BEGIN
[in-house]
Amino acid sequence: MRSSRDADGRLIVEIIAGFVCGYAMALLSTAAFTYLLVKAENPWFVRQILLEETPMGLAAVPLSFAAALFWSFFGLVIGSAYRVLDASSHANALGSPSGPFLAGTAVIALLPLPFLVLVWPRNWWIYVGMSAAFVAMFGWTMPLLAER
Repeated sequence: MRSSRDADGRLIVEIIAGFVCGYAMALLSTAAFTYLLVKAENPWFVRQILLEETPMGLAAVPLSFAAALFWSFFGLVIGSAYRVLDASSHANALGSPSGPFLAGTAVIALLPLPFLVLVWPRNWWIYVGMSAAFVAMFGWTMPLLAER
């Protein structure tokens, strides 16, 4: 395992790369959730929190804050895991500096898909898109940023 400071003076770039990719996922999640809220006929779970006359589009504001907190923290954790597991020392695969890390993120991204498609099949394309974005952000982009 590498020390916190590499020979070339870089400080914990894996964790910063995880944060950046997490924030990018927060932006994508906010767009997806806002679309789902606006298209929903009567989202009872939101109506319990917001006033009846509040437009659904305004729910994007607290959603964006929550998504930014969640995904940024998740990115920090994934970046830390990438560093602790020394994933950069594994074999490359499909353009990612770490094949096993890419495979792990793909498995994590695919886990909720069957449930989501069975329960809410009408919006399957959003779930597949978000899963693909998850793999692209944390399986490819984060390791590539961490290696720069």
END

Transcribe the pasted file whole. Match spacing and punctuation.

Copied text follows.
[in-house]
Amino acid sequence: MRSSRDADGRLIVEIIAGFVCGYAMALLSTAAFTYLLVKAENPWFVRQILLEETPMGLAAVPLSFAAALFWSFFGLVIGSAYRVLDASSHANALGSPSGPFLAGTAVIALLPLPFLVLVWPRNWWIYVGMSAAFVAMFGWTMPLLAER
Repeated sequence: MRSSRDADGRLIVEIIAGFVCGYAMALLSTAAFTYLLVKAENPWFVRQILLEETPMGLAAVPLSFAAALFWSFFGLVIGSAYRVLDASSHANALGSPSGPFLAGTAVIALLPLPFLVLVWPRNWWIYVGMSAAFVAMFGWTMPLLAER
């Protein structure tokens, strides 16, 4: 395992790369959730929190804050895991500096898909898109940023 400071003076770039990719996922999640809220006929779970006359589009504001907190923290954790597991020392695969890390993120991204498609099949394309974005952000982009 590498020390916190590499020979070339870089400080914990894996964790910063995880944060950046997490924030990018927060932006994508906010767009997806806002679309789902606006298209929903009567989202009872939101109506319990917001006033009846509040437009659904305004729910994007607290959603964006929550998504930014969640995904940024998740990115920090994934970046830390990438560093602790020394994933950069594994074999490359499909353009990612770490094949096993890419495979792990793909498995994590695919886990909720069957449930989501069975329960809410009408919006399957959003779930597949978000899963693909998850793999692209944390399986490819984060390791590539961490290696720069």